Fishing areas at 2 reservoirs closed after stingrays are spotted

Designated fishing grounds at Lower Peirce Reservoir and Upper Seletar Reservoir will be closed until further notice, national water agency PUB said. The move comes after motoro stingrays were spotted recently. The animals may have been released into
Designated fishing grounds at Lower Peirce Reservoir and Upper Seletar Reservoir will be closed until further notice, national water agency PUB said. The move comes after motoro stingrays were spotted recently. The animals may have been released into the water by members of the public. PHOTO: LIANHE WANBAO READER

PUB to conduct investigation, urges public not to release animals into waterways

Singapore's national water agency has put a stop to all fishing activities at two reservoirs in the Central Catchment Nature Reserve until further notice after motoro stingrays were spotted recently.

PUB also said designated fishing grounds at Lower Peirce Reservoir and Upper Seletar Reservoir will be closed as a precautionary measure while the agency conducts investigations and removes the stingrays.

The animals, which originate from South America and are not native to Singapore, were spotted at Lower Peirce Reservoir last week.

A Lianhe Wanbao reader claimed to have seen 60 there. Mr Huang Hongguo, 70, told the Chinese-language evening daily that the number of stingrays in the reservoir has increased greatly in the past four to five years.

The Straits Times understands the barbed freshwater stingrays may have been released into the reservoir by members of the public.

"The release of animals into our waters may impact the water quality of our water sources, and may pose a risk to users of our water bodies," PUB said.

"PUB strongly urges the public against releasing animals into our reservoirs and waterways," it added, noting that it has removed 75 motoro stingrays from these bodies of water since 2015.


Motoro stingrays have a stinger at the base of their tail that can deliver venomous stings that can
cause extreme pain and even death. However, they are generally shy and attack only if threatened. PHOTO: LIANHE WANBAO READER

PUB has also been working with the National Parks Board and the Agri-Food and Veterinary Authority of Singapore (AVA) on Operation No Release, which seeks to raise awareness of the harm caused by releasing animals into reservoirs and waterways. "Our reservoirs and waterways serve, first and foremost, as a source of water supply, and PUB's core interest is in safeguarding Singapore's water quality and ensuring water safety," the agency said.

PUB also advised the public to exercise caution at the reservoirs.

It has allowed fishing and other water activities at designated reservoirs to allow residents to better cherish and appreciate water as a precious resource for Singapore.

But some have abused this.

Motoro stingrays were first netted and identified in Upper Seletar in 2010 by scientists from the National University of Singapore's Raffles Museum of Biodiversity Research, the first record of them setting up a colony this far from home.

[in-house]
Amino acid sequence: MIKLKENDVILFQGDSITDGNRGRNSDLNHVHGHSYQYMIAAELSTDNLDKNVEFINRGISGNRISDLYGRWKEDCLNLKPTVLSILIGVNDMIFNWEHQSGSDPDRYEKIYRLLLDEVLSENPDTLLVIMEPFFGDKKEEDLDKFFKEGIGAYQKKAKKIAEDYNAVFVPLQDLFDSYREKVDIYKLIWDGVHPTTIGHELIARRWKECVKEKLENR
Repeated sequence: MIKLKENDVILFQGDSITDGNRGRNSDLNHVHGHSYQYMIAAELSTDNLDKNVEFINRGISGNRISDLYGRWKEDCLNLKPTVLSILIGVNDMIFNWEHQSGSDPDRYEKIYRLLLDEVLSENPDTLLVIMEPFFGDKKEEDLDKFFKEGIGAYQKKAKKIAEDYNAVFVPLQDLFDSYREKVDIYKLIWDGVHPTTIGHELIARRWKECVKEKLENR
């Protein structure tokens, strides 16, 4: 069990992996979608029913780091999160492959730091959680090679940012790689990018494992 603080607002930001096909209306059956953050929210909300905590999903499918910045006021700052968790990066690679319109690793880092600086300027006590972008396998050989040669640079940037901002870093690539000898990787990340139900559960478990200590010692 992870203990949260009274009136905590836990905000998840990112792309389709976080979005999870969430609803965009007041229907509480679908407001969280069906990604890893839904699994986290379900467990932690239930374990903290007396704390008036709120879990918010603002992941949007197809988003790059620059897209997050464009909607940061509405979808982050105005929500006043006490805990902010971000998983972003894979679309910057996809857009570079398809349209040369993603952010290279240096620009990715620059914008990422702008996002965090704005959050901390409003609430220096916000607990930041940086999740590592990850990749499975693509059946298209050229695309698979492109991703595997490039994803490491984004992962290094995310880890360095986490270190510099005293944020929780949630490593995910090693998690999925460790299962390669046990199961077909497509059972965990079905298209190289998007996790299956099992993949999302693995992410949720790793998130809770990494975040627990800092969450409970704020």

The motoro stingray has a stinger at the base of its tail that can deliver venomous stings that can cause extreme pain and even death.

However, they are generally shy and attack only if threatened.

 

Wildlife conservationist Ben Lee, 55, told The Straits Times that although motoro stingrays do not necessarily pose a danger to other fish, they "still affect the food chain in the ecosystem" as they compete with other fish for food.

Mr Lee, who is also the founder of non-profit environment group Nature Trekker, agreed that the main cause of non-invasive species in Singapore is illegal release by owners of exotic pets.

  • Past sightings of non-native species

  • Last week's sighting was not the first time motoro stingrays have been spotted in Singapore's water bodies.

    Last year, a 48-year-old man was fined $2,600 for releasing three motoro stingrays into Lower Seletar Reservoir.

    He had bought them from an aquarium earlier in the year.

    In 2010, motoro stingrays - said to be the size of dinner plates - were found to be breeding in Upper Seletar Reservoir.

    Other non-native animal species which have been spotted in Singapore's waters include the golden apple snail and snakehead fish, an aggressive predatory fish.

    In 1991, snakehead fish made the news when they attacked young swans in the Botanic Gardens.

Most of them are either impulse buyers who have grown tired of the exotic pets or those who think that they are doing a good deed by setting these wild animals free, he added. "Some of them might not know that it is illegal or how it might affect the environment," he said.

It is an offence to release animals, including fish, into reservoirs and waterways, with offenders risking fines of up to $3,000.

More signs warning against the release of non-native animals in parks and public spaces might be helpful, Mr Lee suggested.

Members of the public who spot people releasing animals into water bodies can call the PUB hotline on 1800-225-5782 or AVA's 24-hour hotline on 1800-476-1600.

A version of this article appeared in the print edition of The Straits Times on December 25, 2018, with the headline 'Fishing areas at 2 reservoirs closed after stingrays are spotted'. Print Edition | Subscribe